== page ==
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A Case for Balance Billing
I enjoyed reading “Is It Time for Balance Billing?” (Feature, November/December) in which several experts commented on Dr. David Chang’s argument for this billing in Medicare. I applaud Dr. Chang’s insight and courage in bringing this to another professional forum.
My belief is that allowing physicians to balance bill for Medicare charges will preserve the federal government’s ability to fund Medicare, allow physicians to continue to see Medicare patients and help control utilization of medical services.
Another way to look at balance billing is to say that current Medicare reimbursement is inadequate. None of the experts commented on this fact. In my town, primary care physicians no longer accept Medicare patients because the reimbursement is below that which is necessary to cover their overhead. Medicare does not work if doctors don’t see patients. Any contractual relationship must be beneficial to both parties; otherwise, the process will not be sustainable.
This problem will be exacerbated in the future as the Medicare budget shrinks and money is pulled out of physician reimbursement. I can envision a day when a legal mandate is the last step in forcing physicians to see and care for Medicare beneficiaries. Balance billing—setting a fair price for physicians’ services and allowing them to receive it—can prevent this doomsday scenario.
Robert E. Tibolt, MD
How Green Is Green?
I dutifully boarded a flight back home after last year’s Annual Meeting with considerably more papers in tow than I had on the outgoing flight. I had acquired the printed version of the Final Program (1 pound, 15.8 ounces) replete with descriptions of the posters, papers and all activities. In addition, I had received Subspecialty Day programs (1 pound, 1.7 ounces), as well as a slimmed-down version of the Pocket Guide (5 ounces). I read with amusement the description inside the latter’s back cover regarding how the Academy had saved some 186 trees and 17,683 pounds of greenhouse-gas emissions as a result of publishing this tome on postconsumer recycled fiber.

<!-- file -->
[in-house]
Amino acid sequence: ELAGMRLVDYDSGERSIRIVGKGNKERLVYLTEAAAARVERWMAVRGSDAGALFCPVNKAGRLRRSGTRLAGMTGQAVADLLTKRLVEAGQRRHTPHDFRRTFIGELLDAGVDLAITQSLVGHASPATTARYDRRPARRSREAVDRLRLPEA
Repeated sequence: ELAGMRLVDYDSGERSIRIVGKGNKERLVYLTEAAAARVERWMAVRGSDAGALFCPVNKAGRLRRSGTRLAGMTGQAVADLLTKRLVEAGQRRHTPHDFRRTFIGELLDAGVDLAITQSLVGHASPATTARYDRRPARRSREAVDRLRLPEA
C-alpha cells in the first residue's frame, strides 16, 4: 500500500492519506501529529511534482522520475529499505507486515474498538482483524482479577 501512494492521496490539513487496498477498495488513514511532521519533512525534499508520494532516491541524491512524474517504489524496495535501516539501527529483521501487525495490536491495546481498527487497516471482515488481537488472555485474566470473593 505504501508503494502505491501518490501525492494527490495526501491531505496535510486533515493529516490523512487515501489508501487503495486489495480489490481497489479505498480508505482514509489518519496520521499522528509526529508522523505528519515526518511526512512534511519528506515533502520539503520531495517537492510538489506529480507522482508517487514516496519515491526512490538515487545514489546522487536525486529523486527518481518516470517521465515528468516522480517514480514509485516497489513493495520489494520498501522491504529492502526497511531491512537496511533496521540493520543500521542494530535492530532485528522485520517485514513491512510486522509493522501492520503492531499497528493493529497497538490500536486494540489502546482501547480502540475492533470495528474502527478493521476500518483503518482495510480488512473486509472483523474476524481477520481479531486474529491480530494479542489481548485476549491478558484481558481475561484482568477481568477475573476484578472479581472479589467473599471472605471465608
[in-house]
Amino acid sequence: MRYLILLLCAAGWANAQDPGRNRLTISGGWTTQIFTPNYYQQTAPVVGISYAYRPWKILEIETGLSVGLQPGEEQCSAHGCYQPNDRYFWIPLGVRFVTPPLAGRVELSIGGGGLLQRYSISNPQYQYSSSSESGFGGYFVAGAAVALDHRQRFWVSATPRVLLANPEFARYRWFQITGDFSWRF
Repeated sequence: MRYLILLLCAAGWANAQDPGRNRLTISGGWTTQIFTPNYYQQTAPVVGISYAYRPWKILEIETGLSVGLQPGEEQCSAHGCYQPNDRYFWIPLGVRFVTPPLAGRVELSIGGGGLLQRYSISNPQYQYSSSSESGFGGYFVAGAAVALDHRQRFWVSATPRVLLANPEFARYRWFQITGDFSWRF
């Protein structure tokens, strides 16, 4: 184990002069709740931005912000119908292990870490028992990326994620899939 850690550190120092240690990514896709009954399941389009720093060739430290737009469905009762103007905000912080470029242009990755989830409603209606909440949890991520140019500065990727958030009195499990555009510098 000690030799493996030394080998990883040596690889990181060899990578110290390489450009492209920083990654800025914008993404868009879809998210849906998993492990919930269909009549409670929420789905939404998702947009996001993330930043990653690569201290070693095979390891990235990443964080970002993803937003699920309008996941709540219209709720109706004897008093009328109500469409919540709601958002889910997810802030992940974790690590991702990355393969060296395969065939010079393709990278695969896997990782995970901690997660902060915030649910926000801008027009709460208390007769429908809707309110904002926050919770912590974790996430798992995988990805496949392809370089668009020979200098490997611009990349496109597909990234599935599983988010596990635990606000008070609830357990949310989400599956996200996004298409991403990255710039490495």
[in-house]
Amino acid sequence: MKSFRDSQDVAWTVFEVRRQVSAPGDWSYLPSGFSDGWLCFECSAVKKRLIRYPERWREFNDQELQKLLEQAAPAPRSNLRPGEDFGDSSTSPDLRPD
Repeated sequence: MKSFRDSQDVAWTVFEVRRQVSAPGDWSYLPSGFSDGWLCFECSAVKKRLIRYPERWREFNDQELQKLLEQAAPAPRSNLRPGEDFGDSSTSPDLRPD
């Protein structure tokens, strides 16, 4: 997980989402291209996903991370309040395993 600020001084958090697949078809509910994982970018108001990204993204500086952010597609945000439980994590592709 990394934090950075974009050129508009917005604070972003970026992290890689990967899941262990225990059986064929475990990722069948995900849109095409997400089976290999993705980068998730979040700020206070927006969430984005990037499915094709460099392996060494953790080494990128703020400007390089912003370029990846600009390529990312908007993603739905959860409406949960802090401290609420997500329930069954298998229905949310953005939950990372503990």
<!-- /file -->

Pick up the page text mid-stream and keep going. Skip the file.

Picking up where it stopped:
As the ESPN football pundits would say, “C’mon man!” The weight of these three volumes tipped the digital scales at just over 3 pounds. They will reside comfortably on my bookshelf until I get back from the next Annual Meeting when I will dispose of them—likely in a nonrecyclable manner. I suspect that I am not the only attendee who left their registration bag in their hotel room hoping that someone on the hotel staff would be able to use it.
Maybe the Academy should allow Annual Meeting participants to opt out of receiving these materials. ARVO has gone to a CD-ROM format for the program booklet, and I see no reason why the Academy could not follow suit. Perhaps there could at least be a paper recycling bin on the premises to assure that the recently printed programs will be recycled and live to see another day with the Academy.
Richard K. Parrish II, MD
Treating Pterygium With Laser
After reading “Management of Pterygium” (Pearls, November/December
), I would like to recommend argon-laser photocoagulation of active pterygium blood vessels. It has been described previously in the medical literature. 1,2
Argon-laser photocoagulation is a valuable but overlooked adjunct to treating both primary and recurrent pterygia. It is also far simpler than an analogous approach—photodynamic therapy with verteporfin (Visudyne).3
Robert G. Smith, MD
1 Smith, R. G. Surv Ophthalmol
2 Hirst, L. Surv Ophthalmol
3 Fossarello, M. et al. Cornea
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